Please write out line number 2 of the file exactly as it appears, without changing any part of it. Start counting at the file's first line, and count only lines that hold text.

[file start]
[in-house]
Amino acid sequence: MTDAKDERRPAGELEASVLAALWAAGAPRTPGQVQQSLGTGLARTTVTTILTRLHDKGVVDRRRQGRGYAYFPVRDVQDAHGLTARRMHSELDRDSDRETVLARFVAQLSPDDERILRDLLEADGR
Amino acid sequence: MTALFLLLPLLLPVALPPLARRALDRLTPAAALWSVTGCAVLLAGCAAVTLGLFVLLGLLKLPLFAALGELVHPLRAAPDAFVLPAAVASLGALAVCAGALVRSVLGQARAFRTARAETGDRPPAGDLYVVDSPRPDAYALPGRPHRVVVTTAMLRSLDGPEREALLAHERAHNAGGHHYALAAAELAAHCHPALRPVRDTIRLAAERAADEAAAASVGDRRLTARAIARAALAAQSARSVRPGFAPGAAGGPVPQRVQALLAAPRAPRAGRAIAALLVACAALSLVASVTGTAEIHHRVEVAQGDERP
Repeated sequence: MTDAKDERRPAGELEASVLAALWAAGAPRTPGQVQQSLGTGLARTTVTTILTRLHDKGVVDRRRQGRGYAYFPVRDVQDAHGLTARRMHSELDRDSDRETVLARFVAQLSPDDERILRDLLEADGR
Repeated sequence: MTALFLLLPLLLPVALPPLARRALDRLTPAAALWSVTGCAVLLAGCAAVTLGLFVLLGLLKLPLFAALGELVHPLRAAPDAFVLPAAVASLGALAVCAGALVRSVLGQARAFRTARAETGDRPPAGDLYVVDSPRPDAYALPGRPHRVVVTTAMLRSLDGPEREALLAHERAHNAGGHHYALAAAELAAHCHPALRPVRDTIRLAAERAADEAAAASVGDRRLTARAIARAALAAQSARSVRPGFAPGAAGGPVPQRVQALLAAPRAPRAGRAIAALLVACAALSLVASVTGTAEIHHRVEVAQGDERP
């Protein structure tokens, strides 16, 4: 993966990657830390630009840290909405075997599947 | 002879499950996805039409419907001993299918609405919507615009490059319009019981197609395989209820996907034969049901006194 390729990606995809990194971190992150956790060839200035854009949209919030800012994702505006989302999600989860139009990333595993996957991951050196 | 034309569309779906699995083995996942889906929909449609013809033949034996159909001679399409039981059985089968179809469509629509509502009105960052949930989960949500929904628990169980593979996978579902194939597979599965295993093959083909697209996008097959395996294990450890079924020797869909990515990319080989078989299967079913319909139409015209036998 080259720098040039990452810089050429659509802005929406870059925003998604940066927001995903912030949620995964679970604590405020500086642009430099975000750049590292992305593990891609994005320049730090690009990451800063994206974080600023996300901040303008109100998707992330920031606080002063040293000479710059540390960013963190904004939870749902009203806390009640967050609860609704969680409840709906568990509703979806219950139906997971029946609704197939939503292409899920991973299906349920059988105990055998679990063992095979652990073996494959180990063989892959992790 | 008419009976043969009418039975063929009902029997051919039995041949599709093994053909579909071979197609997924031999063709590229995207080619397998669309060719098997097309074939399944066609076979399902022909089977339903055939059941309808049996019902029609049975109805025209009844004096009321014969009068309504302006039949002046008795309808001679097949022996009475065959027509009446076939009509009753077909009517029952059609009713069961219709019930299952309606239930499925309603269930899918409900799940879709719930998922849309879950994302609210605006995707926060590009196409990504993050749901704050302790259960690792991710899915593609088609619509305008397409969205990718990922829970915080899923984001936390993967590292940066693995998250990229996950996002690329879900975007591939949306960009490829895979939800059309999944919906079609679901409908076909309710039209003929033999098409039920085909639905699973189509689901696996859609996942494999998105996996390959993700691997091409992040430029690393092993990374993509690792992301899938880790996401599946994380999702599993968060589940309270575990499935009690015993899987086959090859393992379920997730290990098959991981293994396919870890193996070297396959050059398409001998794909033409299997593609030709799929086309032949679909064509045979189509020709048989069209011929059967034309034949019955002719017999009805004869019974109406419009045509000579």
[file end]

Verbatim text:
Amino acid sequence: MTDAKDERRPAGELEASVLAALWAAGAPRTPGQVQQSLGTGLARTTVTTILTRLHDKGVVDRRRQGRGYAYFPVRDVQDAHGLTARRMHSELDRDSDRETVLARFVAQLSPDDERILRDLLEADGR